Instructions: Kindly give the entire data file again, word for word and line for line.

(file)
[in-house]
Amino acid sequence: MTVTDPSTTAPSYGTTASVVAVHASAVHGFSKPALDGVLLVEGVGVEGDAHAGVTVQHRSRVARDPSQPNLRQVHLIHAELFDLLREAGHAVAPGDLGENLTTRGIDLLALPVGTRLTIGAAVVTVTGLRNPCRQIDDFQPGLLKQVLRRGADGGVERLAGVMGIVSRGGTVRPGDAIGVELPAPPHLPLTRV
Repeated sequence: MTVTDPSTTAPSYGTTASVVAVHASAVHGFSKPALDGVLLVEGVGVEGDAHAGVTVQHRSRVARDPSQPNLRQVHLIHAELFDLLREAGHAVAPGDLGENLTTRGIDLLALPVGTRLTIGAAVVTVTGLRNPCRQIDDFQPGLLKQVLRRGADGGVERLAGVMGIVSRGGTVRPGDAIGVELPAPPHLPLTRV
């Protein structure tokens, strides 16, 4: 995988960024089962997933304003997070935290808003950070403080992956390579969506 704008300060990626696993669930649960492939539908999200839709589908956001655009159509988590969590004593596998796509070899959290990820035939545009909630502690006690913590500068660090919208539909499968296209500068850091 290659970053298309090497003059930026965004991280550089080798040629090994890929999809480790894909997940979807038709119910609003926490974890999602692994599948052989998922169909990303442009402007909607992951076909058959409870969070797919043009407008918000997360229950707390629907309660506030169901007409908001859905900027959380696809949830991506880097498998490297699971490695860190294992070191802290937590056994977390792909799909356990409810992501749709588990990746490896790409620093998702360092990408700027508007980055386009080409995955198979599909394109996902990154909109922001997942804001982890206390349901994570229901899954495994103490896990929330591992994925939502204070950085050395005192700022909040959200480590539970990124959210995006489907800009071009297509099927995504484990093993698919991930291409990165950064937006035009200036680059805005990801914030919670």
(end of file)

[in-house]
Amino acid sequence: MTVTDPSTTAPSYGTTASVVAVHASAVHGFSKPALDGVLLVEGVGVEGDAHAGVTVQHRSRVARDPSQPNLRQVHLIHAELFDLLREAGHAVAPGDLGENLTTRGIDLLALPVGTRLTIGAAVVTVTGLRNPCRQIDDFQPGLLKQVLRRGADGGVERLAGVMGIVSRGGTVRPGDAIGVELPAPPHLPLTRV
Repeated sequence: MTVTDPSTTAPSYGTTASVVAVHASAVHGFSKPALDGVLLVEGVGVEGDAHAGVTVQHRSRVARDPSQPNLRQVHLIHAELFDLLREAGHAVAPGDLGENLTTRGIDLLALPVGTRLTIGAAVVTVTGLRNPCRQIDDFQPGLLKQVLRRGADGGVERLAGVMGIVSRGGTVRPGDAIGVELPAPPHLPLTRV
């Protein structure tokens, strides 16, 4: 995988960024089962997933304003997070935290808003950070403080992956390579969506 704008300060990626696993669930649960492939539908999200839709589908956001655009159509988590969590004593596998796509070899959290990820035939545009909630502690006690913590500068660090919208539909499968296209500068850091 290659970053298309090497003059930026965004991280550089080798040629090994890929999809480790894909997940979807038709119910609003926490974890999602692994599948052989998922169909990303442009402007909607992951076909058959409870969070797919043009407008918000997360229950707390629907309660506030169901007409908001859905900027959380696809949830991506880097498998490297699971490695860190294992070191802290937590056994977390792909799909356990409810992501749709588990990746490896790409620093998702360092990408700027508007980055386009080409995955198979599909394109996902990154909109922001997942804001982890206390349901994570229901899954495994103490896990929330591992994925939502204070950085050395005192700022909040959200480590539970990124959210995006489907800009071009297509099927995504484990093993698919991930291409990165950064937006035009200036680059805005990801914030919670």